Another source of infection comes from unhygienic food preparation and handling arising from a lack of personal hygiene such as not washing of hands with soap and water before handling foods or utensils to be used for feeding the infant.
In a child experiencing diarrhoea, there is a disruption of the normal physiologic function of the intestines which is to absorb nutrients, water and important ions but rather there is a reversal leading to secretion and net loss of both water and ions. When these losses are not adequately replaced, it results in dehydration.
Children with mild dehydration tend to be their normal selves, exhibiting little or no apparent signs of an underlying problem except that they may appear to be thirstier. This early sign of dehydration usually goes unnoticed by most parents and caregivers. As the water loss increases, children start showing clearer signs of dehydration. They may appear irritable or restless, and their eyes have a sunken look. They have fewer wet diapers because they urinate less. This may sometimes be difficult to notice if they are stooling a lot but when they urinate it has a deep yellow colour.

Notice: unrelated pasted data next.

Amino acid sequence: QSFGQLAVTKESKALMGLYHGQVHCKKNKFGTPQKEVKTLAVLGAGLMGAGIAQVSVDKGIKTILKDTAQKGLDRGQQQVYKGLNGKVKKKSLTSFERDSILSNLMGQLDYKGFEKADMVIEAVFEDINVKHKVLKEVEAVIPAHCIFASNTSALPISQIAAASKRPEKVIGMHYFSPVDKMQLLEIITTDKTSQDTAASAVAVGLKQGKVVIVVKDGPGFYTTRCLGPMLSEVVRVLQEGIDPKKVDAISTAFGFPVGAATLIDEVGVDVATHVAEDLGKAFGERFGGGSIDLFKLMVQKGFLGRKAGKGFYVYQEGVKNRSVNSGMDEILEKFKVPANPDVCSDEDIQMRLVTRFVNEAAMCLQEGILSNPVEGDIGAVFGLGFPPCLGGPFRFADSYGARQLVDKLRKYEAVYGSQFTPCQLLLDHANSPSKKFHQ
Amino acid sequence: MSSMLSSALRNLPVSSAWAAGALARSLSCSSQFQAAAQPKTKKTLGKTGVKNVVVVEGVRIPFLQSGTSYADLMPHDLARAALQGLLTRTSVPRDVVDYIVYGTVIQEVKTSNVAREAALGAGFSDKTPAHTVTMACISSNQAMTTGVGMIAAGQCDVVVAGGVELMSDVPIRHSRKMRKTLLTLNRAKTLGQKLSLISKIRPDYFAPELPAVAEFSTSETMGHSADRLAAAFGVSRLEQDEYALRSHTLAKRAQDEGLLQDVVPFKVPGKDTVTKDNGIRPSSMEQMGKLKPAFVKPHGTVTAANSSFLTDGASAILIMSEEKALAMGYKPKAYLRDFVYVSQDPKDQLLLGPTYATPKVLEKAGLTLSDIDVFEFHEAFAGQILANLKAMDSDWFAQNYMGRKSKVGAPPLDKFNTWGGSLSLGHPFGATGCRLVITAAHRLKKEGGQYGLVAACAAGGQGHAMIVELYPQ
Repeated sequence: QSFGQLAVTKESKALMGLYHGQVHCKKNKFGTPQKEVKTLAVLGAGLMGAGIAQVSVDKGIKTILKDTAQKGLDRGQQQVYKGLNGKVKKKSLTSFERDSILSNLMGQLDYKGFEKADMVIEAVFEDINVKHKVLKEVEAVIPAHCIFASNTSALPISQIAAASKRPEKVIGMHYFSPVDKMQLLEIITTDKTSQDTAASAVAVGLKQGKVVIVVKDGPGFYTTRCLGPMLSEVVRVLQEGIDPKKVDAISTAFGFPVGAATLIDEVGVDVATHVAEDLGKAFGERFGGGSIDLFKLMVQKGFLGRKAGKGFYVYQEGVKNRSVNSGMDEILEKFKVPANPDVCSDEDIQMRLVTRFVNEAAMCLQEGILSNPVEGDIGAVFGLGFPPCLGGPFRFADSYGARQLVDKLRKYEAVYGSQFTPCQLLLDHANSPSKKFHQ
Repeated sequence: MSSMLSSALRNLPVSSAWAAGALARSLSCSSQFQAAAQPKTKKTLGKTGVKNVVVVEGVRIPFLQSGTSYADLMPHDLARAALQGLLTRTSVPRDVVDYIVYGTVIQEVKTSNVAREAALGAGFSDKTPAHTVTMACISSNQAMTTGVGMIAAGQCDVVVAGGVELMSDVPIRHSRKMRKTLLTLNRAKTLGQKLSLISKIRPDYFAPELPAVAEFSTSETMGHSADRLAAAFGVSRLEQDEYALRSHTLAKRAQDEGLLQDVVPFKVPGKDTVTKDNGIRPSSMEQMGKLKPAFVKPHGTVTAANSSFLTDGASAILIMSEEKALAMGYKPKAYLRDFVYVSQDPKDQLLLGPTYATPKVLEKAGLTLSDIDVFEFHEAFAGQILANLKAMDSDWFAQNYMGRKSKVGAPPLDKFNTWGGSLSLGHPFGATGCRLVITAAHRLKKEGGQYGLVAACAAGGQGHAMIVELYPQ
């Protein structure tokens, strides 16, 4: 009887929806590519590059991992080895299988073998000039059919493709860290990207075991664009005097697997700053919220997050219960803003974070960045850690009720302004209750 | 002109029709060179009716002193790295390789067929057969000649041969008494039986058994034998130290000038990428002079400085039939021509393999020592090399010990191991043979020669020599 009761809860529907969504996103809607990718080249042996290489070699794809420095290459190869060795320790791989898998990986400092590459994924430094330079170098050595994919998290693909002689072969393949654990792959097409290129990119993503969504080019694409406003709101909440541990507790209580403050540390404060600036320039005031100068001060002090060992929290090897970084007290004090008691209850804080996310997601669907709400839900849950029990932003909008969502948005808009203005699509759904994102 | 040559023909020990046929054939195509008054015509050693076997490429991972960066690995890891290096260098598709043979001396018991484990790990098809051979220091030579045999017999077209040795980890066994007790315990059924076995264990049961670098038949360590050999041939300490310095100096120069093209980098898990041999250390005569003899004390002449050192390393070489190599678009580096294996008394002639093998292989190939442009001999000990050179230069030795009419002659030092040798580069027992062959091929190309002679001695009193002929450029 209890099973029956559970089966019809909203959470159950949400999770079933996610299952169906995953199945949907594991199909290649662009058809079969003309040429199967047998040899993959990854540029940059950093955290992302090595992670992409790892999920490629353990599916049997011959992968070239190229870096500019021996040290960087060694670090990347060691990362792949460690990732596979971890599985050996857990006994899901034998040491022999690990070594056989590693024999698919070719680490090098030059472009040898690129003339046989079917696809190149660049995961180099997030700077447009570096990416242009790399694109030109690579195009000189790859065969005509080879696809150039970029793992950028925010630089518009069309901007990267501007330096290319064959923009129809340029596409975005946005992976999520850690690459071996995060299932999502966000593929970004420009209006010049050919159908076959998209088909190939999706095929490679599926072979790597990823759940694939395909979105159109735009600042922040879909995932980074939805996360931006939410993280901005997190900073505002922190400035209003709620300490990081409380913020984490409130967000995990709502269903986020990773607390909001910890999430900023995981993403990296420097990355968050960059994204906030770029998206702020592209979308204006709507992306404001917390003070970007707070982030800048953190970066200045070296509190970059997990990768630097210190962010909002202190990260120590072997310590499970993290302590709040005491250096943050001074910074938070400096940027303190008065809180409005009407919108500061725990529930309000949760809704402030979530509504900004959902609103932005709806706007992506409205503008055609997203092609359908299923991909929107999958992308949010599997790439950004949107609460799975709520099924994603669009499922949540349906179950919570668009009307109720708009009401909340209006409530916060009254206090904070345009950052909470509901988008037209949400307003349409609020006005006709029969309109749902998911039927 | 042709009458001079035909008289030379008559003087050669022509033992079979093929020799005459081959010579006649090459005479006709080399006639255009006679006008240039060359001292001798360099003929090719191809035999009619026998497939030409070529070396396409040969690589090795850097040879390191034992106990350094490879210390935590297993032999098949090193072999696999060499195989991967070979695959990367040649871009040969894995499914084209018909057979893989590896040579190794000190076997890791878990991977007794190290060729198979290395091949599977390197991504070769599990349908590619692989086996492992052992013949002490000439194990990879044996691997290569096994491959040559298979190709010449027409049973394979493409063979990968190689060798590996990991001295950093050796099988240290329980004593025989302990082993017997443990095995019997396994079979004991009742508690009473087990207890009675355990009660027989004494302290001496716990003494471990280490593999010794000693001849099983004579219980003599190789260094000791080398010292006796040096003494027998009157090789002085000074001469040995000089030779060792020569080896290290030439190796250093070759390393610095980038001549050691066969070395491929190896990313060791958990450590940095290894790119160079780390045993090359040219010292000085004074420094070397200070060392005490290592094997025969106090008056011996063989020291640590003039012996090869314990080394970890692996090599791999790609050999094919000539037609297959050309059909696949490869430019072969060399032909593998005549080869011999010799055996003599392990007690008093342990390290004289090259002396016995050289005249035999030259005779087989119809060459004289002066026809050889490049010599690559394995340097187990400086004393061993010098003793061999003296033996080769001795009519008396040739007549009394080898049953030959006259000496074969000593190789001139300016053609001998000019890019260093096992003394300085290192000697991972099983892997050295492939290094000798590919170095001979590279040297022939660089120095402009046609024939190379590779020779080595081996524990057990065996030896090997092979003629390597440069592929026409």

Severe dehydration is a medical emergency. Severely dehydrated children are usually extremely weak and unresponsive, in some cases, they may become unconscious. They are unable to drink any fluids and if they do, it is usually very poor. Their eyes are mouths and very dry. Children at this stage of dehydration are always in a very critical condition.
It must be noted that children with diarrhoea can deteriorate very rapidly so that a once playful child can become critically ill if its warning signs are not identified early and addressed properly.
So apart from the signs of dehydration, what are the other major warning signs that should prompt caregivers to seek medical attention in a child experiencing diarrhoea? First of all, if the child is below the age of three months, medical attention must be sought. Also, if there is a fever greater than 38.0oC or the child is vomiting and complaining of abdominal discomfort. If at any point, caregivers notice blood in the stool; then a visit to your child’s doctor is highly warranted.
In the homestead, there are many significant steps that can be taken to prevent diarrhoea such as exclusive breastfeeding for the first six months of life; handwashing with soap before handling or preparing foods; using only clean and safe water that has been treating to remove harmful organisms; practising good personal hygiene and ensuring that home assistants and day care attendants are educated on the importance of adhering to good sanitation; ensuring that children younger than 6 months are vaccinated against rotavirus.